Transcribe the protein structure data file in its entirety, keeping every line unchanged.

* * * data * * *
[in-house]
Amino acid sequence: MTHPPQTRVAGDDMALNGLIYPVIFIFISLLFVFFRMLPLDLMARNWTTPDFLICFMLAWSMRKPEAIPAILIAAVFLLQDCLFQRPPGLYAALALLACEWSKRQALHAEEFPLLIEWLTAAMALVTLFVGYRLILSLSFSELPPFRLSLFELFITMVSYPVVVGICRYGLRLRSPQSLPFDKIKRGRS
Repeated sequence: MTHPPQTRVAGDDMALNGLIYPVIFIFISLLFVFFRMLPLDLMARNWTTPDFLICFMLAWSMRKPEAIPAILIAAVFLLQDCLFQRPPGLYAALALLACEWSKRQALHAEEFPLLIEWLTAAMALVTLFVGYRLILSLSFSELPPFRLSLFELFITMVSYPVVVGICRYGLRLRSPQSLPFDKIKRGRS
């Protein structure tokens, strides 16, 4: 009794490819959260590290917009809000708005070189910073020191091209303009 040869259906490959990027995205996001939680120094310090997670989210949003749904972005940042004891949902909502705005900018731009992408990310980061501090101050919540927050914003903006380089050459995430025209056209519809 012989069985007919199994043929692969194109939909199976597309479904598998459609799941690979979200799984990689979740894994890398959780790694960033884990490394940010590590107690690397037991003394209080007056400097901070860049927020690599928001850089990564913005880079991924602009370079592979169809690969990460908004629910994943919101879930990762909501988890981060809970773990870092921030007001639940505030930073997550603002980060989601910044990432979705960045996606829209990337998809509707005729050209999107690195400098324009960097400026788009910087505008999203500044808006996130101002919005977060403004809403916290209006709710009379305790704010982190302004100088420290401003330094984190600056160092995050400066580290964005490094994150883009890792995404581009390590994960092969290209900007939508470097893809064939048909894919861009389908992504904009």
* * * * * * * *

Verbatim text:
[in-house]
Amino acid sequence: MTHPPQTRVAGDDMALNGLIYPVIFIFISLLFVFFRMLPLDLMARNWTTPDFLICFMLAWSMRKPEAIPAILIAAVFLLQDCLFQRPPGLYAALALLACEWSKRQALHAEEFPLLIEWLTAAMALVTLFVGYRLILSLSFSELPPFRLSLFELFITMVSYPVVVGICRYGLRLRSPQSLPFDKIKRGRS
Repeated sequence: MTHPPQTRVAGDDMALNGLIYPVIFIFISLLFVFFRMLPLDLMARNWTTPDFLICFMLAWSMRKPEAIPAILIAAVFLLQDCLFQRPPGLYAALALLACEWSKRQALHAEEFPLLIEWLTAAMALVTLFVGYRLILSLSFSELPPFRLSLFELFITMVSYPVVVGICRYGLRLRSPQSLPFDKIKRGRS
């Protein structure tokens, strides 16, 4: 009794490819959260590290917009809000708005070189910073020191091209303009 040869259906490959990027995205996001939680120094310090997670989210949003749904972005940042004891949902909502705005900018731009992408990310980061501090101050919540927050914003903006380089050459995430025209056209519809 012989069985007919199994043929692969194109939909199976597309479904598998459609799941690979979200799984990689979740894994890398959780790694960033884990490394940010590590107690690397037991003394209080007056400097901070860049927020690599928001850089990564913005880079991924602009370079592979169809690969990460908004629910994943919101879930990762909501988890981060809970773990870092921030007001639940505030930073997550603002980060989601910044990432979705960045996606829209990337998809509707005729050209999107690195400098324009960097400026788009910087505008999203500044808006996130101002919005977060403004809403916290209006709710009379305790704010982190302004100088420290401003330094984190600056160092995050400066580290964005490094994150883009890792995404581009390590994960092969290209900007939508470097893809064939048909894919861009389908992504904009």